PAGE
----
Ever since I saw Thomas Mangelsen’s famous “Catch of the Day” photo, I was interested in getting up to Brooks Falls in Alaska to see this spectacular annual event for myself. Mangelsen caught one of the greatest “Decisive Moments” in wildlife photography. The opportunity came in 2016 for me to take a slight diversion to Alaska’s Katmai National Park during a project in America’s 49th state. Brooks Lodge at Katmai National Park is the ideal hotel in the area, but rooms book far in advance. Otherwise, visitors fly in for the day on a floatplane. Since this was somewhat of a last-minute opportunity, I had to choose the latter.
Brown bears make their way to Brooks Falls to fish for their favorite prey in midsummer during the salmon’s annual spawning season upriver. While most bears stay at the bottom of the falls and pin the salmon that miss their initial jumps to the top or haven’t yet attempted it to the river floor. Some bears venture to the top and try to catch their prey in mid-flight.
There’s a viewing platform that’s ideal for photographing this natural annual event. The late afternoon sun is best from this angle, but you’re often shoulder to shoulder with other photographers and the general public. The amount of time you’re allowed to stay on the platform is also regulated by the National Park Service to allow others to experience the event, so you have to be prepared to line up again for another opportunity.
I used a Nikon D810 with a NIKKOR 300mm f/2.8G ED-IF II AF-S VR-II lens set to 1/2000th of a second at f/5, ISO 100. I rarely use motor drives for my work, but in situations like these, the more frames I can click off, the better. From this distance and with the speed of the action, it’s impossible to really know if you’ve caught “The Decisive Moment” (to use Cartier-Bresson’s terminology again) not only at the correct fraction of a second but also in focus. Those few anxious moments reviewing the images on the LCD are both thrilling and a bit terrifying at the same time.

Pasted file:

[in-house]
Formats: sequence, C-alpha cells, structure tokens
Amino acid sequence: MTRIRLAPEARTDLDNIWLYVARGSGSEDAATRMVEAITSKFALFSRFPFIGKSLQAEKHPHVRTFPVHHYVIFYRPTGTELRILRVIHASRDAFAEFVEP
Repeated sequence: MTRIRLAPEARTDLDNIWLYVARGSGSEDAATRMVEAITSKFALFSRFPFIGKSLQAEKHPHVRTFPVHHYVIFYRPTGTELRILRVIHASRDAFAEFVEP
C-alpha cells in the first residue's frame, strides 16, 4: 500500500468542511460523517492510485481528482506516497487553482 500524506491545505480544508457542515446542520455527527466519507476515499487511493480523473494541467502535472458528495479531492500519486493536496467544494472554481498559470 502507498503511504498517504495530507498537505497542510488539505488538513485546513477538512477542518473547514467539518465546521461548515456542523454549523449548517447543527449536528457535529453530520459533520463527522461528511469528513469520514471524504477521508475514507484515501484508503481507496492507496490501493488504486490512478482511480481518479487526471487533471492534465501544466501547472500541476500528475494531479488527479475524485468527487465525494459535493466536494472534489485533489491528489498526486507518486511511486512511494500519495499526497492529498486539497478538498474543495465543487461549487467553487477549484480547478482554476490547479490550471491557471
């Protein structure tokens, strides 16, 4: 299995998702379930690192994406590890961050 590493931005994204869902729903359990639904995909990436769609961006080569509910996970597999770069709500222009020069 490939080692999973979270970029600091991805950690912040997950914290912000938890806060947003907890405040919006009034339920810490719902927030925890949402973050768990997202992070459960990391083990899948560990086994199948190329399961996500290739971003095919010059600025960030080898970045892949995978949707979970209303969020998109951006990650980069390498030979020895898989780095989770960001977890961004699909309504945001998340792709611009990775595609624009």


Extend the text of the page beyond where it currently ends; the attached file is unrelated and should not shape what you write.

Mark Edward Harris has photographed in more than 100 countries. He graduated from California State University, Los Angeles, with a Master of Arts Degree in Pictorial/Documentary History. Mark’s photographs have been published in The New York Times, Time, Newsweek, LIFE, GEO, Conde Nast Traveler, National Geographic Traveler, Forbes Life, and others. Mark is a contributing editor for Digital Photo Pro, Outdoor Photographer, and Black & White. His numerous books have all received awards, and his upcoming book is “The People of the Forest,” which will focus on orangutans.
Quote of the Week (or a previous week): Eve Arnold
Marlene Dietrich in New York City, November 1952 print is available for purchase here.
The £30 poster collection is available here.
On reviewing her portfolio as she joined Magnum, Robert Capa (co-founder) famously described the arc of her work as “Falling between Marlene Dietrich’s legs and the bitter lives of migratory potato pickers.”
To see an archive of past issues of Great Reads in Photography, click here.
We welcome comments as well as suggestions. As we cannot possibly cover each and every source, if you see something interesting in your reading or local newspaper anywhere in the world, kindly forward the link to us here. ALL messages will be personally acknowledged.
About the author: Phil Mistry is a photographer and teacher based in Atlanta, GA. He started one of the first digital camera classes in New York City at The International Center of Photography in the 90s. He was the director and teacher for Sony/Popular Photography magazine’s Digital Days Workshops. You can reach him via email here.
Image credits: All photographs as credited and used with permission from the photographers or agencies.